Relax with our favorite long reads of 2023
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Hopefully you're going to have some time over the winter holidays to cozy up with a good story. We've curated a list of some of our favorite web and print long reads from 2023. There's a mix of popular features and some under-the-radar stories that you may have missed.
For first-time advocates before the U.S. Supreme Court, it can come as a shock when they realize how close they are to the justices—so close some are just out of their sight line. In the words of Supreme Court veteran Neal Katyal, Chief Justice John Roberts “sees everything—he sees you sweat.”
The Big Bilk: Lots of people may have ripped off the Paycheck Protection Program, and many may get away with it
Lawyers and academics interviewed by the ABA Journal say the application process for the $800 billion loan program, part of the 2020 coronavirus stimulus package known as the CARES Act, was fraught with fibbers. Many doubt that most of the bad actors will be arrested because the volume of fraud seems so high.
It’s rare to meet a 100-year-old lawyer. It’s perhaps even rarer to sit with that lawyer and listen as they reflect on their life and career. Alexander Forger, who joined the centenarian club in February, recently gave the ABA Journal that opportunity.
Joshua Browder first made headlines back in 2015 when he started DoNotPay at age 18, the summer before enrolling in the computer science program at Stanford University. Back then, the curly-haired bespectacled teenager pitched a free chatbot to fight parking tickets. During that period, he came across as the archetypal tech geek—studious, awkward and endearing—promising to rally against corporations and governments and open up the justice system to more Americans.
Lawyers are among the millions who have rushed to ChatGPT, the generative artificial intelligence platform that has taken the world by storm. But after a bug revealed some users’ chat histories and payment data, some attorneys might be thinking, “not so fast.”
“I feel that the historical significance of this case is that it is the beginning of the modern Civil Rights Movement in America,” Joe Bell says. “We wanted to shine light on the light of truth upon an appalling injustice: why no one has been brought to justice all throughout the years.”
“I think it’s important for lawyers to engage students, to let them know this is what we do, these are the issues we tackle,” says Jonathan Nwagbaraocha, vice chair of the ABA Section of Environment, Energy and Resources. “Whether they go to law school, whether they practice in the long term, it’s really about getting the word out that this is something they might find interesting.”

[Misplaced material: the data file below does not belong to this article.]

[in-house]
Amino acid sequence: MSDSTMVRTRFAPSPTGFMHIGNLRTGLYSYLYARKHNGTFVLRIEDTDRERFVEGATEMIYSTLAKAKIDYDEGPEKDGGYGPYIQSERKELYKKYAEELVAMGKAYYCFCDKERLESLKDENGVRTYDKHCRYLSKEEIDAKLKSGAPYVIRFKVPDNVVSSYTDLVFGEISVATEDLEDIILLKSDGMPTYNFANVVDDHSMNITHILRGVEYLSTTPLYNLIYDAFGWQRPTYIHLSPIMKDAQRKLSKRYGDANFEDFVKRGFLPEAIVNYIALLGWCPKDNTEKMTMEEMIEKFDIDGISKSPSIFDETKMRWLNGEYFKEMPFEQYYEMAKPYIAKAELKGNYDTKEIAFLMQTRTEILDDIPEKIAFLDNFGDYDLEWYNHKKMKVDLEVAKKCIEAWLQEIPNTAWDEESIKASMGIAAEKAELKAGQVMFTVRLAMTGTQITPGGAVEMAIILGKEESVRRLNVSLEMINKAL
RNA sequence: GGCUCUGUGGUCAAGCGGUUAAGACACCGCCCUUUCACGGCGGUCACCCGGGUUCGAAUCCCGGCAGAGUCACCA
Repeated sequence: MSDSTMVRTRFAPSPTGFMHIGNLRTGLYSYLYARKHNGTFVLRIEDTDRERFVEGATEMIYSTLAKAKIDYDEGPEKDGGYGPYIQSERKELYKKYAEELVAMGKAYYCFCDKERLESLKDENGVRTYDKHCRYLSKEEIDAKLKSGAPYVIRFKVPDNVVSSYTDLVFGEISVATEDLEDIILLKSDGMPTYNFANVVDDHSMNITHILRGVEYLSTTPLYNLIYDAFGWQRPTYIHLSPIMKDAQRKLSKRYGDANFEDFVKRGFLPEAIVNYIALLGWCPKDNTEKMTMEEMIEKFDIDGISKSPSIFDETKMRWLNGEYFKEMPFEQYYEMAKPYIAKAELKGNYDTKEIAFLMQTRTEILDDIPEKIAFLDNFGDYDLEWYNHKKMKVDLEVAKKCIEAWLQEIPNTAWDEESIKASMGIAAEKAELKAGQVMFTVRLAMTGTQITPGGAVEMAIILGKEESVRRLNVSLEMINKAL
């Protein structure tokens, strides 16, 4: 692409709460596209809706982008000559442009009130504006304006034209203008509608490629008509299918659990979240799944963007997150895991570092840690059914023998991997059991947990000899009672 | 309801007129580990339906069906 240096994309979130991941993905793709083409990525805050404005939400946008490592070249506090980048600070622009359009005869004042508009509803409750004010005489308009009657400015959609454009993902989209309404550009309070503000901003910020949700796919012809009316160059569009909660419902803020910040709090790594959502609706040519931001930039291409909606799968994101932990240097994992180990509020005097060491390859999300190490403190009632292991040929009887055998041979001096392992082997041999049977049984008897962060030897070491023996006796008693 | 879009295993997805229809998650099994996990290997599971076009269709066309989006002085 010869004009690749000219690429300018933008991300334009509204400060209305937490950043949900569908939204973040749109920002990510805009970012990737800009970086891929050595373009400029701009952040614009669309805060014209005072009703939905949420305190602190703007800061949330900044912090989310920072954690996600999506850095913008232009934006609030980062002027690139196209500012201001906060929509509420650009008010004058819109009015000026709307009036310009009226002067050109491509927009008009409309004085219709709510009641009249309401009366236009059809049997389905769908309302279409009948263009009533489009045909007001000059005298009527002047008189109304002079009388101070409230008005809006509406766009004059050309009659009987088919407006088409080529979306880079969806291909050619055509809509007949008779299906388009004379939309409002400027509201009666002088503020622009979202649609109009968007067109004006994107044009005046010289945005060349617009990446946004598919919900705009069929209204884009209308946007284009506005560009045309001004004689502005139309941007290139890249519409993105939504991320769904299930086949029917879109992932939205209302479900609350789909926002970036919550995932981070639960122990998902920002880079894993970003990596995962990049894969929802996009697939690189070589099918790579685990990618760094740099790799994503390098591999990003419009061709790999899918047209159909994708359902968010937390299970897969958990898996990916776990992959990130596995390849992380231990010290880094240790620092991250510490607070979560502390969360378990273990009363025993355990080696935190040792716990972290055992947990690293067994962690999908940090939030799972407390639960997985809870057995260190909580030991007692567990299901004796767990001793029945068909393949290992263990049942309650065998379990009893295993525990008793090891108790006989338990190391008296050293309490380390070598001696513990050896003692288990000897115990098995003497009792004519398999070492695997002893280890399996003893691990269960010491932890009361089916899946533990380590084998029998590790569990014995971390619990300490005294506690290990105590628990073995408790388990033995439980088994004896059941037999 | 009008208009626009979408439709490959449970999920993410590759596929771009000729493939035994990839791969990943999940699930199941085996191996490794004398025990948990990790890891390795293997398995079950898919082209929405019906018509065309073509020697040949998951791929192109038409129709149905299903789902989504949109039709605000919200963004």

For the past two years, singer-songwriter Fiona Apple has volunteered with Courtwatch PG, the largest court watch program in the country, to observe legal proceedings in Prince George’s County, Maryland, from her home in Los Angeles. Apple has also joined a group of advocates calling attention to the concept of court watching and aiming to get more people involved.
Young lawyers are candid about striking a balance between work and their personal lives. For some, that means leaving behind BigLaw’s relentless pace for other kinds of work. For others, it means finding a workplace culture aligned with their priorities and values.
Brian Wallach was preparing for a case in 2017 when he felt a weakness in his left hand. At 36 years old, the assistant U.S. attorney for the Northern District of Illinois ignored it. He had been on the track and field team at Yale, after all, and he was healthy. Why worry?
Aha moments are often likened to lightning strikes. But California family lawyer Nicole “Nico” Smith’s life-changing decision to become a professional firefighter followed an actual lightning strike.
With the popularity of social media platforms like Facebook, TikTok, Reddit, Twitter and YouTube, online armchair detectives have been able to help authorities in some cases by offering tips. But there also have been instances of misinformation, fake experts and unsupported theories being presented as fact and of innocent people being targeted.